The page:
I notice no one has touched on how
em works as a font size unit, so I'll try to clear that up for you.
There are two ways to tell the browser how large your fonts should be rendered.
- setting an absolute size
For absolute sizes, like
pt, you're telling the browser exactly what size you want the text to be. If you write
12px, it's going to come out as exactly 12 pixels tall.
- setting a relative size —
em is a relative size.
For relative sizes, like
em, you're telling the browser how big to make the text with respect to other text on the page. This works sort of like a percentage, so if your footer text is sized at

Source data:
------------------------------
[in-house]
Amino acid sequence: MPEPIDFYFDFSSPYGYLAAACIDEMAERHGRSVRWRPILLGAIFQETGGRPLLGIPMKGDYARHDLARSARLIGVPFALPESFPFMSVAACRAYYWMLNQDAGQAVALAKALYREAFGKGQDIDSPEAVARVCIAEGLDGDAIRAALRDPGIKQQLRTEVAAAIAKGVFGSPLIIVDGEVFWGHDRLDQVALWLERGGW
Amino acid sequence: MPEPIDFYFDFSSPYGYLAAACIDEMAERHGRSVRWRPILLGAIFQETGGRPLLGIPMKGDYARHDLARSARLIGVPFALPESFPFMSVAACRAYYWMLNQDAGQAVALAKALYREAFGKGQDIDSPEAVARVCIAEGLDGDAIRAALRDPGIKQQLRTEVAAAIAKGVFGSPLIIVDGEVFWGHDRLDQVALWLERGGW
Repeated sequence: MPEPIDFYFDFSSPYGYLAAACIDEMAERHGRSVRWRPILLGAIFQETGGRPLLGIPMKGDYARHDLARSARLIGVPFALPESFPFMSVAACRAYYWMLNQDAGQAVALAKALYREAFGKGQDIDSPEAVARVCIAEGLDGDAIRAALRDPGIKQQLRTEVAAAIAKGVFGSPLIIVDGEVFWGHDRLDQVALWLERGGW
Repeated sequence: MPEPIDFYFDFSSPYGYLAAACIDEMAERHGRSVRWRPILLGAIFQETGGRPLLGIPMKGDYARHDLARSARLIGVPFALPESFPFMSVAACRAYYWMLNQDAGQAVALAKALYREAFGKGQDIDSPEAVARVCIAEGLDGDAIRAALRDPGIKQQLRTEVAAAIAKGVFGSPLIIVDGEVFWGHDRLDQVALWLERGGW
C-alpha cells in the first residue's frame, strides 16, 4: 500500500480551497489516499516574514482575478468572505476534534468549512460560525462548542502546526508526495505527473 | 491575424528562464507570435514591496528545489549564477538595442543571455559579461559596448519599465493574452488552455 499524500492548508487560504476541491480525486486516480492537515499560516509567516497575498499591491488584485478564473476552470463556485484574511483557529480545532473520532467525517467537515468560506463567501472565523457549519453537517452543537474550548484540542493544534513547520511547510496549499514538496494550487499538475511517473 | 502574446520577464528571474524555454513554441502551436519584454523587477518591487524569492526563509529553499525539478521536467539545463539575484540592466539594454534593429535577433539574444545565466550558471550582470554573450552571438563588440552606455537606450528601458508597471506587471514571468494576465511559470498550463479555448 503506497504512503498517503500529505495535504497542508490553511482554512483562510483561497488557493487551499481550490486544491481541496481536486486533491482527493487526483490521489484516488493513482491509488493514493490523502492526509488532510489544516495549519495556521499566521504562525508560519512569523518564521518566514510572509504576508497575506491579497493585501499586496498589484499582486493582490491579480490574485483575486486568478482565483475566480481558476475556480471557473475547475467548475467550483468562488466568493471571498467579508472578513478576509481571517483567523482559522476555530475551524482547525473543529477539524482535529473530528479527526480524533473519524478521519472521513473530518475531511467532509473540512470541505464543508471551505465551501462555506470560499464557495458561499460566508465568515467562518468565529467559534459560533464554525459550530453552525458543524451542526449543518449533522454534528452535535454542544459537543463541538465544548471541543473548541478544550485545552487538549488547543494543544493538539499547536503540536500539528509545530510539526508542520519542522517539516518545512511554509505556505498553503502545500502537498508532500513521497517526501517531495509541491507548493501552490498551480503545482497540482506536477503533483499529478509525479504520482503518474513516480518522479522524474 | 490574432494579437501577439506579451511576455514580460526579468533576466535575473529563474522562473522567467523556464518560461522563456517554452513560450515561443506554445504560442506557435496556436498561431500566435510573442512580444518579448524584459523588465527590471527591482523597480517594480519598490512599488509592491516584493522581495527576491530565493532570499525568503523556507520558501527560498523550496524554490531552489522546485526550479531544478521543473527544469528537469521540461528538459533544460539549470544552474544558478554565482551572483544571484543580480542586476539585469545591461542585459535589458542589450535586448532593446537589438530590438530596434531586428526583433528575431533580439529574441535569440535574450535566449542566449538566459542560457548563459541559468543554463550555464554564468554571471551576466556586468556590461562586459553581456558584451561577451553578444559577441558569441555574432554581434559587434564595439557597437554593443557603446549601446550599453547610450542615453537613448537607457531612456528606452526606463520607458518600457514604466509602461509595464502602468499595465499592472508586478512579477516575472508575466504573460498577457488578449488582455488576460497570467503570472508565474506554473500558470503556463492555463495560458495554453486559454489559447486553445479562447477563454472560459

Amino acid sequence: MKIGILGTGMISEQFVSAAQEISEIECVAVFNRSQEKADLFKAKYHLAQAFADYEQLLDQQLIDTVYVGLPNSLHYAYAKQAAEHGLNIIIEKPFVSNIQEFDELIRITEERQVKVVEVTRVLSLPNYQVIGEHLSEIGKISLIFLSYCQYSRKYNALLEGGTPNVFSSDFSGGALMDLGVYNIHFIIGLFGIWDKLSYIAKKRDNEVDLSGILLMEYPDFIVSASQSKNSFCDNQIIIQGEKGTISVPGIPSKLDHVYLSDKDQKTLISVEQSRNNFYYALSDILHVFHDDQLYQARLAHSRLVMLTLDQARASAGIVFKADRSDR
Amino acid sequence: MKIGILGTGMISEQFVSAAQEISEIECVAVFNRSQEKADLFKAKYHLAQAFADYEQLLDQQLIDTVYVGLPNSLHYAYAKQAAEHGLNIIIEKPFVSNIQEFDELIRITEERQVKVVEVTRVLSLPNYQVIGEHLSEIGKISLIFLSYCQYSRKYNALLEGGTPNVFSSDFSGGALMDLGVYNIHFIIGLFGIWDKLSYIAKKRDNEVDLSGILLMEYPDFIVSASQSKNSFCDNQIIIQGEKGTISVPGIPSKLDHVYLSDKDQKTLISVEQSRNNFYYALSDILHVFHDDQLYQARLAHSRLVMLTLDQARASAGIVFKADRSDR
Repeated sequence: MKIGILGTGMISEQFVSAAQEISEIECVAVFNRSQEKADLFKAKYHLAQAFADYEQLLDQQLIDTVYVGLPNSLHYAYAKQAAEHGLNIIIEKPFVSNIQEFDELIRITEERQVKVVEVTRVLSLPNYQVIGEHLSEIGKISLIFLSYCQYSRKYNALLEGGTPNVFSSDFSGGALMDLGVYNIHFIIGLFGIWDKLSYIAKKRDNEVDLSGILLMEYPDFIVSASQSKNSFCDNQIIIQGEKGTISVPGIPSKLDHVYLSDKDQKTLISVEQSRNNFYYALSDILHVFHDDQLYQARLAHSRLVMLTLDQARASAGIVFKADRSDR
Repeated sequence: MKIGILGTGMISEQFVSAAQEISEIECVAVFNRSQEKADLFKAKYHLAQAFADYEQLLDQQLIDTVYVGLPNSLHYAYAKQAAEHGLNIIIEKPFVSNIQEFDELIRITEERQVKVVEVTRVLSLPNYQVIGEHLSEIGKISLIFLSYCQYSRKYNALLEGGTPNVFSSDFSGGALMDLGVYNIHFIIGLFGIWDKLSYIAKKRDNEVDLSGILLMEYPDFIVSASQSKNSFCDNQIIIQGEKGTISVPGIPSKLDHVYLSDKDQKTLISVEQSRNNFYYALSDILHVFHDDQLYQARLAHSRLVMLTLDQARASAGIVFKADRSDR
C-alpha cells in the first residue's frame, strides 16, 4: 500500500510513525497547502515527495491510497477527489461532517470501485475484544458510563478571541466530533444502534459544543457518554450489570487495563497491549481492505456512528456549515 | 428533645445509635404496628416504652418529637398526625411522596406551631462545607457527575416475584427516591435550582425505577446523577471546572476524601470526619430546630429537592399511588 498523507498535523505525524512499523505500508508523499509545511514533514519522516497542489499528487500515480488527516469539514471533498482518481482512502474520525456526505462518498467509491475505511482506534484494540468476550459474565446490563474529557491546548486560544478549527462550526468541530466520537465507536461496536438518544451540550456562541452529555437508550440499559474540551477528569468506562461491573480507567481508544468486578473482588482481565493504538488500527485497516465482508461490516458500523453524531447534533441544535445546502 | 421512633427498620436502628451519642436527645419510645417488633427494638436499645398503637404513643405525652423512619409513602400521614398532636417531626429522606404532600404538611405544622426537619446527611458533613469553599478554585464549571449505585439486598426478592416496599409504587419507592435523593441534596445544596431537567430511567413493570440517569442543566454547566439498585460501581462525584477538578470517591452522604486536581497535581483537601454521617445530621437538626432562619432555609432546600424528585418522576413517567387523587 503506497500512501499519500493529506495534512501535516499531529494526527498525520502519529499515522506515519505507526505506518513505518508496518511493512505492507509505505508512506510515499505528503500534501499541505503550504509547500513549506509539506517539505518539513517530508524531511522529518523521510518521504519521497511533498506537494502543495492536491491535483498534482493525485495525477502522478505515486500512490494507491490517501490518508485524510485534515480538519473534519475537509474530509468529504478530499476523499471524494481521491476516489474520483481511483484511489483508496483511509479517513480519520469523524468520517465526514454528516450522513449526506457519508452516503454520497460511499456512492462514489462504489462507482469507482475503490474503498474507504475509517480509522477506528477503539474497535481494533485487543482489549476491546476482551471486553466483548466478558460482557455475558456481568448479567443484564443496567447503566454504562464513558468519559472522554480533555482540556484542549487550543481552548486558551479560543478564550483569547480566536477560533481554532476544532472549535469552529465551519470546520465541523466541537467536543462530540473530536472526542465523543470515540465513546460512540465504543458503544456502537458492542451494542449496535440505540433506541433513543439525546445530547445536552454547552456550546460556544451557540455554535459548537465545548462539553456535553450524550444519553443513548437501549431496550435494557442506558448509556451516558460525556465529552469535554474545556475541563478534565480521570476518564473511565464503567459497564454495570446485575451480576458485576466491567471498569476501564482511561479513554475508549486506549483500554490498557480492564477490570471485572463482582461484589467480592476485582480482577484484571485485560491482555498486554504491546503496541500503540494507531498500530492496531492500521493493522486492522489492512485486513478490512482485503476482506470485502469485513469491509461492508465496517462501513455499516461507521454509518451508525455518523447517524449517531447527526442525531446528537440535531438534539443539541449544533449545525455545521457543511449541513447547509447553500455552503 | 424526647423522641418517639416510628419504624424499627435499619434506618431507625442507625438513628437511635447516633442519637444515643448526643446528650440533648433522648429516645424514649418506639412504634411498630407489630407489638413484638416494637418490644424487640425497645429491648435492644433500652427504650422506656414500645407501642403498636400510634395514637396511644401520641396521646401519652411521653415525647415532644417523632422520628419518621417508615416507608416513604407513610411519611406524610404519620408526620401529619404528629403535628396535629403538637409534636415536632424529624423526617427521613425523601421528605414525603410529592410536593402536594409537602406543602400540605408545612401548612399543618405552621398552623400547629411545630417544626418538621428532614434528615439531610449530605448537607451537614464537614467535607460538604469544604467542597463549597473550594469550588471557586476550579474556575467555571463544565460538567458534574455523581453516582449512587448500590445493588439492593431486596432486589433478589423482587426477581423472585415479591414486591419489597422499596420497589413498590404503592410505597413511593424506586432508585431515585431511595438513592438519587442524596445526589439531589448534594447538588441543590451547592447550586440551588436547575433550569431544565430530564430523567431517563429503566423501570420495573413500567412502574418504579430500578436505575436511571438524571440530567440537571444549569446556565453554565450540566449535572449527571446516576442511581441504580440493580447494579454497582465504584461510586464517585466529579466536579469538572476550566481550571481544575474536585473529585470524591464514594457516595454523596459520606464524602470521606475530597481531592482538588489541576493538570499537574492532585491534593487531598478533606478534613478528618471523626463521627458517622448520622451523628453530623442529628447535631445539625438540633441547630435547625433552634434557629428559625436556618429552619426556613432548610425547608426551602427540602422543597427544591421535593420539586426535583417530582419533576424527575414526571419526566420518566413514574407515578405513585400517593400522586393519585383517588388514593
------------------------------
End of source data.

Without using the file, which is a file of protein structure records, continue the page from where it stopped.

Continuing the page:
0.8em, it will be rendered 80% as tall as the main text on the page.
This explains why you're getting different sizes on different pages. If the font size of the body is set explicitly on one page, but not set at all on another (or set explicitly to a different size) that will make your
em-sized fonts render at different sizes.
This is also why it's really bad to use
<font> tags. It's going to be a serious pain to dig around those tags and figure out what explicit sizes are being set that might be throwing off your
When you set your font sizes using CSS, this is not only an information which is easy to find, but also a property which is easy to modify.